Boeing B-29 Superfortress

The Boeing B-29 was the aircraft that dropped atomic bombs on Hiroshima and Nagasaki. The most advanced bomber to enter service in World VVar II, it surpassed all its predecessors in range, speed, payload, and the comfort it accorded its crew. Its pressurized and heated cabins completely transformed the experience of high-altitude bombing missions.
Except for a manned tail turret, the aircraft’s guns were operated from a central position by remote control using computerized sights. The front and rear compartments in the tubular fuselage were connected by a long tunnel passing over twin bomb bays.
The B-29s were devoted exclusively to the Pacific Theatre. They made their first raids on Japan in June 1944, flying from bases in India via southwest China. The aircraft had been rushed into service and showed some alarming teething troubles, including a spate of engine fires.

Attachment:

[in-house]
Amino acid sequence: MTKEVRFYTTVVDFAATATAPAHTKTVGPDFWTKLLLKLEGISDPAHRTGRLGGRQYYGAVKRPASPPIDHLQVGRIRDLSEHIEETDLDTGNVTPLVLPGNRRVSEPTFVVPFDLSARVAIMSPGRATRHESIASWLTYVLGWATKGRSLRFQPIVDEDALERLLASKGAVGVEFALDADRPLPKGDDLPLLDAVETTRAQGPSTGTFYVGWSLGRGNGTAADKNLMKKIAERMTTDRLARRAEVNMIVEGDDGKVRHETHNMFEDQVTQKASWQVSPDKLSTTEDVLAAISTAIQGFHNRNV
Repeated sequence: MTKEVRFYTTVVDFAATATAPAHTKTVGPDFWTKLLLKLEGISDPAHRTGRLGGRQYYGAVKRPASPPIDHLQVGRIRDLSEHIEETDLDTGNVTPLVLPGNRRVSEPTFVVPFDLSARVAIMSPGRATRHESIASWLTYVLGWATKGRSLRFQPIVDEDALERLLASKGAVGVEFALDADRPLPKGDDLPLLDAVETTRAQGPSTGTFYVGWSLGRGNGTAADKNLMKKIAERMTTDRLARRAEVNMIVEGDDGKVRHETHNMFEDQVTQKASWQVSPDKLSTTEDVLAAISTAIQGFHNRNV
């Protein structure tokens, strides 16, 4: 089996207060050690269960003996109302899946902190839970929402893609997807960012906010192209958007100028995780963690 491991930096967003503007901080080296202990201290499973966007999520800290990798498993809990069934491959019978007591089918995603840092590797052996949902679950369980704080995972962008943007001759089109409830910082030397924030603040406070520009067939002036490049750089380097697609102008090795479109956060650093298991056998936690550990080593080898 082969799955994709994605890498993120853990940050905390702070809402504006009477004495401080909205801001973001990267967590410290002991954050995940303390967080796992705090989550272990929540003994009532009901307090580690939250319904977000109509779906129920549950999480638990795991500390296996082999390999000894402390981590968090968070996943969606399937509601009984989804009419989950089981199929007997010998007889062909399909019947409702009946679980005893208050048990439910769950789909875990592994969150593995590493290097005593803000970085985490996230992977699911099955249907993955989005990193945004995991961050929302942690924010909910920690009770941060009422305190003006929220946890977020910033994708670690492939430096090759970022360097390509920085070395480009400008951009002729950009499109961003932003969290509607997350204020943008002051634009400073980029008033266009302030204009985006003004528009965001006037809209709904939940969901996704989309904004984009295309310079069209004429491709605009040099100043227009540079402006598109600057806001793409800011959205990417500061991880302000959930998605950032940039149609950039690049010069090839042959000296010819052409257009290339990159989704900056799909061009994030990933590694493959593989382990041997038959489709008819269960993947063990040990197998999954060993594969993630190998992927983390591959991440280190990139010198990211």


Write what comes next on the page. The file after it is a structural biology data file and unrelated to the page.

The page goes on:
After the US Marines conquered the Marianas, the B-29S were able to launch a sustained bombing offensive from Pacific island bases. Their raids on Japanese cities became awesomely effective from March 1945, when high-altitude daylight bombing was replaced by night-time low-level incendiary attacks. A vast amount of devastation had already been caused by the time Enola Gay and Bock’s Car dropped their city-destroying bombs on 6 and 9 August 1945, bringing the war to an abrupt end.